Sometimes quickly, sometimes slowly, life is getting better as I develop in my sobriety. Part of my development includes knowing freedom and losing the fear of economic insecurity that has plagued me since I started footing the bill for my life. These Promises from the Big Book are beginning to take shape.

I have racked up quite a bit of debt over the past 10 years. Student loans and credit cards floated me through the majority of my twenties. It’s not that I didn’t understand that loans have to be repaid or that credit cards can charge crazy interest, it’s more that I chose to ignore the long-term consequences in order to satisfy myself in the moment. There is a great line on page 49 of the 12X12 that says, “We eat, drink and grab for more of everything than we need, fearing we shall never have enough.”

I have lived as a greedy little consumer for a long time and that grabbing/desiring/wanting is all fear-based and ego-driven. If you can pay for it with a credit card, I probably have: furniture, books, haircuts, eye exams, groceries, painting our home, getting new windows, cigarettes, alcohol, cell phone bills, clothes, vet bills, plane tickets, hotels, dinners, gas… you get the point. When I got married, neither myself or my husband had a steady job and I was about to start my Masters program. I bought about $5000 worth of furniture on credit so I could play house and we could appear to be a successful young couple in a cool loft apartment. I spent some pretty desperately drunk times on one of those stupid couches. This was the beginning of making financial decisions based on impulse, self-satisfaction, ego and a sense of entitlement.

No more! I want to be free from owing other people for my existence. The home I live in doesn’t quite belong to me. The student loans won’t be paid off until my own children go to college. The disposable income we have every month that could be saved, invested or used to enrich our lives is eaten up by credit card payments. It’s hard to feel free when you are wearing a $250k pound backpack of I.O.U.s. I would rather be free from debt than wear fancy clothes. I would rather be free from debt than drink Starbuck’s coffee everyday. I would rather be free from debt than buy that really cool piece of art I found on etsy.com.  Freedom doesn’t mean being able to buy whatever I desire – freedom means 100% ownership and acceptance of what I have.

The point of all this rambling is to share a website called powerpay.org. It’s a free resource that helps individuals create a debt elimination plan. We are utilizing the Dave Ramsey system of paying off debt smallest balance to largest balance.

Anyone else found financial freedom in sobriety? Any tips or suggestions for getting out of debt?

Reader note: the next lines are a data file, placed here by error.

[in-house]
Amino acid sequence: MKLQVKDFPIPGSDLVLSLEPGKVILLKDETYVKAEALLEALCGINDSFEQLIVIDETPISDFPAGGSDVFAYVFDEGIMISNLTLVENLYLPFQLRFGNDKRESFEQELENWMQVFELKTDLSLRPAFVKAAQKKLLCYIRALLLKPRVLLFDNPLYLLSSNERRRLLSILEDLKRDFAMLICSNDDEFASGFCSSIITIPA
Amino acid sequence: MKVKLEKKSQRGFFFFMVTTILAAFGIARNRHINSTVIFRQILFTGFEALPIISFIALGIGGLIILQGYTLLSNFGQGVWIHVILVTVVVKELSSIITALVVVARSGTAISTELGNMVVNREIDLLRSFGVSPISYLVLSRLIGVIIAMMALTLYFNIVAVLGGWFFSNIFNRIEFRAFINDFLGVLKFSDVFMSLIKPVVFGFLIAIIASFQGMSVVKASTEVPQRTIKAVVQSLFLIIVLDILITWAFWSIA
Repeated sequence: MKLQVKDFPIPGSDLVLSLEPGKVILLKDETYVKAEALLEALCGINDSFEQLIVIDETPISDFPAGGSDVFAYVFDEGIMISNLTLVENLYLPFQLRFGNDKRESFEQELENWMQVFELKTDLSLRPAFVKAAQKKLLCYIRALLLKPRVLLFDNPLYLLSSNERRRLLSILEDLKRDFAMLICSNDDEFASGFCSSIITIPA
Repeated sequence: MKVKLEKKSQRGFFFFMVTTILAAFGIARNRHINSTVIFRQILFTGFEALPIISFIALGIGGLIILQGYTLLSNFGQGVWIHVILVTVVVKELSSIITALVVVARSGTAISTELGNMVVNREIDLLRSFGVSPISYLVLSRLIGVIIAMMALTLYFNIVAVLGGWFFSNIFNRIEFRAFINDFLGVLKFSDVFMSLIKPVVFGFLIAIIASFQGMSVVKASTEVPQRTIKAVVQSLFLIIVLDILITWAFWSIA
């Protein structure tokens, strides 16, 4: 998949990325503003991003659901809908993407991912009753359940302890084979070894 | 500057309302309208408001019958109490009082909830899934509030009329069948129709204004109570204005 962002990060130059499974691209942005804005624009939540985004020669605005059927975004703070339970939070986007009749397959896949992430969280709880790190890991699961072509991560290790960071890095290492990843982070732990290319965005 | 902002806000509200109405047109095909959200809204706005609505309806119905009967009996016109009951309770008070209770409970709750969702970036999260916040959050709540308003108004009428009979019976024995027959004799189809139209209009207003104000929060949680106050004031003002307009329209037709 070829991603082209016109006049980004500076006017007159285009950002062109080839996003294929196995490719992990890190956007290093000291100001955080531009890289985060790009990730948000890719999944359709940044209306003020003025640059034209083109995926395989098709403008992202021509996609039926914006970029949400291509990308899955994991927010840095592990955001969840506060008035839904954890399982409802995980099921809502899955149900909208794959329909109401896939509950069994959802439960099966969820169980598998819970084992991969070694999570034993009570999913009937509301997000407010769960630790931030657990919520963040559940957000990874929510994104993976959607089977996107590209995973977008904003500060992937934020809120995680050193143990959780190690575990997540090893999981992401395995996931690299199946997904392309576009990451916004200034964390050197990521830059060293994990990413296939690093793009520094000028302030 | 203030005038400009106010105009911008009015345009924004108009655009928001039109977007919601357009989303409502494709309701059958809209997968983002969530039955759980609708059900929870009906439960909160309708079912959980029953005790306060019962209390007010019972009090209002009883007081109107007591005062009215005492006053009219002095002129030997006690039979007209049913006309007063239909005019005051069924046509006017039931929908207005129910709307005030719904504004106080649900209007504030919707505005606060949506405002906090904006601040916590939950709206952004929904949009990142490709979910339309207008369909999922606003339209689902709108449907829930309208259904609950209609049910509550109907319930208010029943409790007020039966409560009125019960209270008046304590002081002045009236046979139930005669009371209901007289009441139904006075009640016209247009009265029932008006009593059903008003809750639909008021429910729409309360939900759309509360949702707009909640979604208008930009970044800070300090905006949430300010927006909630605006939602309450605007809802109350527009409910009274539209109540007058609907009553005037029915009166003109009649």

4 thoughts on “powerpay

  1. If you are that much in debt have you considered filing for bankruptcy? My girlfriend had a total of TWENTY (20) credit cards with a total debt amount reaching almost $35,000! The day she filed for bankruptcy we had a Cut the Credit Cards up party to celebrate. A year later, she’s living in a beautiful ocean front apartment, was able to co-sign for a used vehicle, and has learned that if you can’t buy it with cash, then you probably don’t need it as badly as you think lol.

  2. I bet that was a good feeling to cut up all those cards! We have about $130k in student loans and about $20k in credit cards. We never miss payments, we are just working on increasing the amount we put toward our debt so we can wipe it out (excluding student loans and mortgage) in two years. Then we are going to put all that money onto our student loans and home so we can be completely debt-free in 10 years. All this is banking on the fact that we both keep our jobs. In this economy, I guess you never know how long you are going to have a steady paycheck!

  3. I’m proud of you for working through your debt and NOT filing bankruptcy. The Dave Ramsey plan works! I used it, and then slipped up as I never addressed the root causes of my spending (ego, alcohol, “i want it” mentality). Finally, my husband and I are on the same page and working the plan again together. I love your blog – found it through the BFB website. Good Luck and keep on keepin on!

    1. Thanks for visiting the blog. It’s amazing how sitting down to write helps me sort out some of my thinking and behavior. Did you check out the powerpay website? It’s kind of a neat way to see all the debt in one place. We are trying to be “gazelles,” but some weeks are better than others. One thing I do know is that when I was drinking, I had no ability to delay gratification in lots of areas of my life. Like you said, I was all about how can I feel good now and feed my “I want it” mentality. I love BFB. So glad I found it. I will look for you on the boards.

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